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Brainstorm: Harnessing the Power of Productive Obsessions
by Eric Maisel, PhD and Ann Maisel

It’s true: a mind is a terrible thing to waste. Yet that’s what we do when we spend our weekend — and neurons — reliving a workplace squabble, spend a family visit chewing over childhood issues, or spend hours beating ourselves up when someone brings one of our own long-held (but never worked on) ideas to fruition.

This kind of obsessing gets us, like a hamster on a wheel, nowhere. But as noted creativity expert Eric Maisel asserts, obsessing productively leads to fulfillment rather than frustration. A productive obsession, whether an idea for a novel, a business, or a vaccine, is chosen deliberately and pursued with determination. In this provocative, practical guide, Maisel coaches you to use the tendency to obsess to your creative advantage, fulfilling both your promise and your promises to yourself.

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Steve Jobs by Walter Isaacson.

Based on more than forty interviews with Jobs conducted over two years—as well as interviews with more than a hundred family members, friends, adversaries, competitors, and colleagues—Walter Isaacson has written a riveting story of the roller-coaster life and searingly intense personality of a creative entrepreneur whose passion for perfection and ferocious drive revolutionized six industries: personal computers, animated movies, music, phones, tablet computing, and digital publishing. At a time when America is seeking ways to sustain its innovative edge, and when societies around the world are trying to build digital-age economies, Jobs stands as the ultimate icon of inventiveness and applied imagination. He knew that the best way to create value in the twenty-first century was to connect creativity with technology.

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“Would I have to settle on a “practical job” and pursue my various passions on the side or choose among my interests and just commit to one thing? Both options made me my heart ache… I knew I could be doing more – that I had more to offer the world. Renaissance Business is the story of how I brought all of my interests together, and how you can do the same.” Emilie Wapnick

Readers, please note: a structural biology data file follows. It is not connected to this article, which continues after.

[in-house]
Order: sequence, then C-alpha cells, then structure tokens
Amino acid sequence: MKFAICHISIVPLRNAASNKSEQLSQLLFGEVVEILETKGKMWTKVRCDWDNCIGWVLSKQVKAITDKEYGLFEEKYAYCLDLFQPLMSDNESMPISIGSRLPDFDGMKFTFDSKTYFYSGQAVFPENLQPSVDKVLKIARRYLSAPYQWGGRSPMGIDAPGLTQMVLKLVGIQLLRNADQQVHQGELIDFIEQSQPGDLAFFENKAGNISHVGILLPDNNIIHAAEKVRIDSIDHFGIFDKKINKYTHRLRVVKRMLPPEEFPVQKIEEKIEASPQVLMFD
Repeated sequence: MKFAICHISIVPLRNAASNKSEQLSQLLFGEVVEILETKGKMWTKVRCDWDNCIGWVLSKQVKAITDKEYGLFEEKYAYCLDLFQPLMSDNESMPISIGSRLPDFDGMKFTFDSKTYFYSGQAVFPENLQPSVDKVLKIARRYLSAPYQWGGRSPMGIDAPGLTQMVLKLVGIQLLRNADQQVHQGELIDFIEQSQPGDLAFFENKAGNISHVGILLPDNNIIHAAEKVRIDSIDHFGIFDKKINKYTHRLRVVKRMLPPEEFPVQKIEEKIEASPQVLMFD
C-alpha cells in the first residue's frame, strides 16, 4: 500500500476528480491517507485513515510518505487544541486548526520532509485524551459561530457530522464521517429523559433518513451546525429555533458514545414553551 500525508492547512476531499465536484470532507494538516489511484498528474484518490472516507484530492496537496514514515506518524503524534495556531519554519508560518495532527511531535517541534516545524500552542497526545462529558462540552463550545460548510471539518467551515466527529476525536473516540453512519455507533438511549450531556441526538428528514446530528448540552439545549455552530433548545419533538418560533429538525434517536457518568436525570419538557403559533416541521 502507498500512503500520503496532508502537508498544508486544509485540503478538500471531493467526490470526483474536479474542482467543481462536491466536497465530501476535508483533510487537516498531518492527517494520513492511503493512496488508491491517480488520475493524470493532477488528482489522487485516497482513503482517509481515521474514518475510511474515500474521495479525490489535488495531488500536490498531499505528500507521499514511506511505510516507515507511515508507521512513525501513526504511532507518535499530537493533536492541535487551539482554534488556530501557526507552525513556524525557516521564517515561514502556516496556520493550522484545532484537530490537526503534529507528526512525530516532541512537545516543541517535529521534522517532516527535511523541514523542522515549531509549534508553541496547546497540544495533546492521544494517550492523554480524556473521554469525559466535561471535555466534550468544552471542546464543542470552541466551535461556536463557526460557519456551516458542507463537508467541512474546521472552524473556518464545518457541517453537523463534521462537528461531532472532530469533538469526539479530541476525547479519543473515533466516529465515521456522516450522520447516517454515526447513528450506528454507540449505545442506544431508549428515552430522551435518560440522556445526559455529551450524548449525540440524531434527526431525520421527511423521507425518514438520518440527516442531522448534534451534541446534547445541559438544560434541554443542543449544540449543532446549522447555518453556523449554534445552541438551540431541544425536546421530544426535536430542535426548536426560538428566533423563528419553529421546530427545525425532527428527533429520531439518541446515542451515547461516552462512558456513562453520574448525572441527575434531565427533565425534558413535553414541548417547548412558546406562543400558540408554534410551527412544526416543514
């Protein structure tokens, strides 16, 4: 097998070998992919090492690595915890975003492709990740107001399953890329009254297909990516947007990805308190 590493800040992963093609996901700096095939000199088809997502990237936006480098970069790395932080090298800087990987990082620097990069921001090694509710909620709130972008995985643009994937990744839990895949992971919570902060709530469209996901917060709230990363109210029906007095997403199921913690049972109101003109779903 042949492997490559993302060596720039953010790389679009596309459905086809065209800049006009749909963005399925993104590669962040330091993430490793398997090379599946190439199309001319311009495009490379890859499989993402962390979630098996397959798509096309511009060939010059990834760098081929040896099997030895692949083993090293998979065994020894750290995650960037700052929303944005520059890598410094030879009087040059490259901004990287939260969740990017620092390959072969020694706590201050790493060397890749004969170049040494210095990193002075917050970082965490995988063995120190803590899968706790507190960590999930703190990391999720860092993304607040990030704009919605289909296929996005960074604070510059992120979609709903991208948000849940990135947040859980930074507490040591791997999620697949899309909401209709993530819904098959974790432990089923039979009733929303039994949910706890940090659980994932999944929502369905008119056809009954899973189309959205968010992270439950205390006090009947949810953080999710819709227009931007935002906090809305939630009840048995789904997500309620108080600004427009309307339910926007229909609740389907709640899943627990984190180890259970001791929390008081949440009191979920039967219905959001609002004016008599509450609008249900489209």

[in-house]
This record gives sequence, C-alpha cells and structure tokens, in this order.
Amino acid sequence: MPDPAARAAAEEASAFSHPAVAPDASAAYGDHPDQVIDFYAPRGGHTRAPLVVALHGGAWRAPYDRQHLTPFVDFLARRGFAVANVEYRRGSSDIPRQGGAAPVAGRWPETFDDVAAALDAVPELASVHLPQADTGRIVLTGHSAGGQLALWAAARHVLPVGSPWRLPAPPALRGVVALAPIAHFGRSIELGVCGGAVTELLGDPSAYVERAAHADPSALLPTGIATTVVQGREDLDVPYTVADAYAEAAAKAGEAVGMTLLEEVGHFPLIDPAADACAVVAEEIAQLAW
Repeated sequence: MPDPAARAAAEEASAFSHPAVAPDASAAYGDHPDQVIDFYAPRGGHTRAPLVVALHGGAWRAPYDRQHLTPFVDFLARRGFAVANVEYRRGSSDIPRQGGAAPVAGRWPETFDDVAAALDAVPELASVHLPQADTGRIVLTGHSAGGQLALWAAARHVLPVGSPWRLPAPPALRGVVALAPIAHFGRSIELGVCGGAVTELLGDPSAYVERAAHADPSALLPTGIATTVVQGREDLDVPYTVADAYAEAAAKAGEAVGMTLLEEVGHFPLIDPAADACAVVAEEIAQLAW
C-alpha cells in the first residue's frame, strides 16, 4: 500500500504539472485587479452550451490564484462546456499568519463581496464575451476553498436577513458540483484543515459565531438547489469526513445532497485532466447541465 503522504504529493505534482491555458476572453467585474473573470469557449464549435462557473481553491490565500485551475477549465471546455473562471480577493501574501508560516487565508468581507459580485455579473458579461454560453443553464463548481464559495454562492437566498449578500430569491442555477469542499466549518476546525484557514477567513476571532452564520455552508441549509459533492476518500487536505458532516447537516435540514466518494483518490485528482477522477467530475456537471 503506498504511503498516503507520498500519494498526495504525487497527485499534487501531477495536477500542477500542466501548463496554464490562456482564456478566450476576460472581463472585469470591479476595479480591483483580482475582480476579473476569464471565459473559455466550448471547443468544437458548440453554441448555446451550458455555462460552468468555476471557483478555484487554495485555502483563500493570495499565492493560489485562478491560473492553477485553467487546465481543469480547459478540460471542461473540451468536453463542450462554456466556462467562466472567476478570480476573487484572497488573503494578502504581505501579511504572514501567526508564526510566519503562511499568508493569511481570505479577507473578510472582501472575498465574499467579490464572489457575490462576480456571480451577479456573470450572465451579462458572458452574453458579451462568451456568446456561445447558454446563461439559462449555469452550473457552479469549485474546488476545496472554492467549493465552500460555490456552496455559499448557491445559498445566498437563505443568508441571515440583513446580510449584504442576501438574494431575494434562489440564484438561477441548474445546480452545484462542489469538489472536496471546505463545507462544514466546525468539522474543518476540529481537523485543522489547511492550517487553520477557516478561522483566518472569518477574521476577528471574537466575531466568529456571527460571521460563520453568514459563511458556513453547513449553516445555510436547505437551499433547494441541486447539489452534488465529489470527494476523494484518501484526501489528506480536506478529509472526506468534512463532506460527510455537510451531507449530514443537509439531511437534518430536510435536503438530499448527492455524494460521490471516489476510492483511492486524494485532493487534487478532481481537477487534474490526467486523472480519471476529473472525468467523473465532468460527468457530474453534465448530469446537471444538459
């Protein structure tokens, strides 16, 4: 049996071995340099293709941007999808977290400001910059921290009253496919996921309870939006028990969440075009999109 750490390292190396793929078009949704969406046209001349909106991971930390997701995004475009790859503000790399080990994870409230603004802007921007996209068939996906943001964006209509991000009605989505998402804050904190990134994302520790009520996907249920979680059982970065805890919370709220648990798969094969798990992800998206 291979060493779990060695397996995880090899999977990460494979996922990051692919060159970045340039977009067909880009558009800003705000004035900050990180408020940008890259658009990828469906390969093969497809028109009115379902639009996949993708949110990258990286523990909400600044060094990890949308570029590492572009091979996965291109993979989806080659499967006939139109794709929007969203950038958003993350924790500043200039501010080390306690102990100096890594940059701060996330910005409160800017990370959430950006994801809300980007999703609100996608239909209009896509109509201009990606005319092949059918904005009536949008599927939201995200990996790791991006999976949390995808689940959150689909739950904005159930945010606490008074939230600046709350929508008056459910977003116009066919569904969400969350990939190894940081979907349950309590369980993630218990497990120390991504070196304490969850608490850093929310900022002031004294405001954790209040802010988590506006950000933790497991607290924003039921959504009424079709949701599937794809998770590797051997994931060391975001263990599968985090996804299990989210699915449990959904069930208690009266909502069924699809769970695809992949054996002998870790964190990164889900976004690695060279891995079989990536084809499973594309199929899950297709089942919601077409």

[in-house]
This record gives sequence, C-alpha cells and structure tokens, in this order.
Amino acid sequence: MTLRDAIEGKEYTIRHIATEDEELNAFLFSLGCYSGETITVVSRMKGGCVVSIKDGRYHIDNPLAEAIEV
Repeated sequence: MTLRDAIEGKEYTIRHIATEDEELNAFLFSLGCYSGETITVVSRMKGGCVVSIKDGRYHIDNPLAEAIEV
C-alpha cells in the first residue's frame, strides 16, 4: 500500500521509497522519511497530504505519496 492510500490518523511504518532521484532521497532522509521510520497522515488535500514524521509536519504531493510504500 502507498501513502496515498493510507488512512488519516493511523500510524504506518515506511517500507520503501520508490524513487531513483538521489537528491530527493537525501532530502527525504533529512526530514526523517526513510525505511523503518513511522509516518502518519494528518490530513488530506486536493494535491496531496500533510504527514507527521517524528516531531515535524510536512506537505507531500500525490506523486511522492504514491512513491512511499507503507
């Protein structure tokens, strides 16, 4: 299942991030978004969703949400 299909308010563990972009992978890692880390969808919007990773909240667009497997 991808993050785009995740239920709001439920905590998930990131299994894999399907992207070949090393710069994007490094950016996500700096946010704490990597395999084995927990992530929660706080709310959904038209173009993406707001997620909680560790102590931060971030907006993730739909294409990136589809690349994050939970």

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> My books:

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Being Highly Sensitive and Creative
A mini report for Kindle

Many creative people recognize they are unusually sensitive to temperature, sound, touch, color and other sensations, as well as to emotional experiences, both within themselves and in others. Psychologists and neuroscience researchers are finding more confirmation for this trait of sensory processing sensitivity, present in at least fifteen percent of us, and are defining how it relates to creative ability. People can learn to thrive with the personality trait, take better care of themselves, and make use of its positive aspects for creative expression.

And, to read ebooks, get the new Kindle Fire tablet.

Part of the Amazon description:
* Movies, apps, games, music, reading and more, plus Amazon’s revolutionary, cloud-accelerated web browser
* 18 million movies, TV shows, songs, magazines, and books
* Thousands of popular apps and games, including Netflix, Hulu Plus, Pandora, and more
* Free cloud storage for all your Amazon content
* Vibrant color touchscreen with extra-wide viewing angle – same as an iPad
* Fast, powerful dual-core processor
* Favorite children’s books, graphic novels, and magazines in rich color

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See many more titles in the Developing Talent Bookstore

Also see Highly Sensitive Books